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Russia and the War: A Country in Dangerous Fever


Director Kirill Serebrennikov was harassed by the Putin regime. In exile in Berlin he can work freely again. Here he tells what his film »Petrov has a fever« has to do with the Ukraine war.

AreaRead the video transcript expand here

Film scene:


Why did he stop now?

What's going on now?

– Dear citizens, please do not worry!

This is a special operation by the FSB.

Mr. Petrov is asked to go out.”

Dragged off the bus by an alleged secret service agent, comic artist Petrov suddenly finds himself among shady characters on a vodka-clouded ride through a dark Russian city.

The Russian director Kirill Serebrennikov shot the film »Petrov's Flu – Petrow hat fever«, which has just been released in German cinemas, before he went into exile in Berlin in spring 2022.

At a meeting in the capital, he tells us why reasons other than the Russian war of aggression in Ukraine persuaded him to leave the country.

Kirill Serebrennikov, director:

»I don't like to think back to my life three or four years ago.

It was very dramatic, painful and hard then.«

Serebrennikov is probably Russia's best-known cultural dissident, a star of the international art scene.

For ten years he directed the Gogol Center in Moscow, the country's leading avant-garde theatre.

He never hid his homosexuality in the homophobic state.

In 2017, he felt the harshness of the regime with full force: Kirill Serebrennikov was arrested while filming in Moscow, presumably because of his clear criticism of the government.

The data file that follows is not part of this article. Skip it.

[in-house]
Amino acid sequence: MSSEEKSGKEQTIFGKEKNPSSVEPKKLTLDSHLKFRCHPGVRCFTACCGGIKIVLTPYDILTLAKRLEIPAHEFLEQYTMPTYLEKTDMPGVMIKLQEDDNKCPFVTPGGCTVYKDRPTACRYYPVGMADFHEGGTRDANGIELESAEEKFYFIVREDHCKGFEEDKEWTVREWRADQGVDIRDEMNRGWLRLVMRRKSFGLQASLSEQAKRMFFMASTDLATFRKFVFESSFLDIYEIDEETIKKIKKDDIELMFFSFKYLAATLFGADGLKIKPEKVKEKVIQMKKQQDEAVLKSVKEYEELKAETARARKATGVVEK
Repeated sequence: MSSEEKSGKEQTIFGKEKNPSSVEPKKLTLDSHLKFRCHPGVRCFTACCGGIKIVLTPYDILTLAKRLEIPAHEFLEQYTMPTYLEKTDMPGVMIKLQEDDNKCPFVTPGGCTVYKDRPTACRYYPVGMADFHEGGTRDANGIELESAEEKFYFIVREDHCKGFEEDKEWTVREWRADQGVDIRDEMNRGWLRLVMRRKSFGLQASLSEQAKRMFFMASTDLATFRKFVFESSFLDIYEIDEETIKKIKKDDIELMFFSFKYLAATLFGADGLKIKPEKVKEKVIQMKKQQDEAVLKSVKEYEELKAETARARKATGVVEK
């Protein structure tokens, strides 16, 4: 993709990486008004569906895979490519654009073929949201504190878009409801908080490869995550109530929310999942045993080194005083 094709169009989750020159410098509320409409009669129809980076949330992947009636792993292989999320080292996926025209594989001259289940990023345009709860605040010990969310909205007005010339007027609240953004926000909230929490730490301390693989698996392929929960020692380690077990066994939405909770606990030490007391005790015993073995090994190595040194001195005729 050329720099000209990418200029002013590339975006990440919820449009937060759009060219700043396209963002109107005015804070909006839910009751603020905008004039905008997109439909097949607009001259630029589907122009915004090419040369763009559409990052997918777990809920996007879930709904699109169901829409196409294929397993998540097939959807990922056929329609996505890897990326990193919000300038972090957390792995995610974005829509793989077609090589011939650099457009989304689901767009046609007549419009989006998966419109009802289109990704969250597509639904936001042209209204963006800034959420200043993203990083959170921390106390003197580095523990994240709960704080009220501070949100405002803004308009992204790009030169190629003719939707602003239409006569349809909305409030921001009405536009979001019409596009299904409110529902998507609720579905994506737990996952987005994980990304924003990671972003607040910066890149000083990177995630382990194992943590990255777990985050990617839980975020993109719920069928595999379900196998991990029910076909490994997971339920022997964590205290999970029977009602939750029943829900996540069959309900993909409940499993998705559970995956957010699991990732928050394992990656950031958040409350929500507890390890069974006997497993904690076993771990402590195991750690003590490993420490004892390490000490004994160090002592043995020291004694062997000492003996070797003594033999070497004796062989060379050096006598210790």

In a mock trial, the Russian public prosecutor accuses the director of allegedly embezzling funding.

Kirill Serebrennikov, director:

»They put pressure on me not to say anything more.

They wanted to ban this theater.

The authorities want to abolish the kind of culture that I do.

It's not just about me, it's about a lot of people creating this free culture.

Fear is very important to the regime, it holds it together.

In their eyes, people have too much freedom without fear.”

The director is initially placed under house arrest and an electronic ankle bracelet is put on.

In 2020, Serebrennikov was sentenced to a three-year suspended sentence.

At the end of March 2022, his travel ban had just been lifted, the artist left Russia.

In his new adopted home of Berlin, he feels free again.

He says he is not afraid of reprisals from the Russian regime.

He is currently rehearsing for a music theater piece in his studio, which will be shown in Hamburg's Thalia Theater from May.

The opportunity to work so much gives him hope and new energy.

Kirill Serebrennikow, director:

»It forms your spine and gives you muscles.

She forces you not to slip forever.

It gives you purpose, purpose and drive.

work makes you alive.

And we need a lot of strength to overcome this terrible chaos.«

Serebrennikov did not have this freedom when he was shooting the film "Petrov Has a Fever" in Moscow.

At the time he was struggling with the Russian judiciary.

Kirill Serebrennikov, director:

»We mainly shot the film at night between all this court chaos.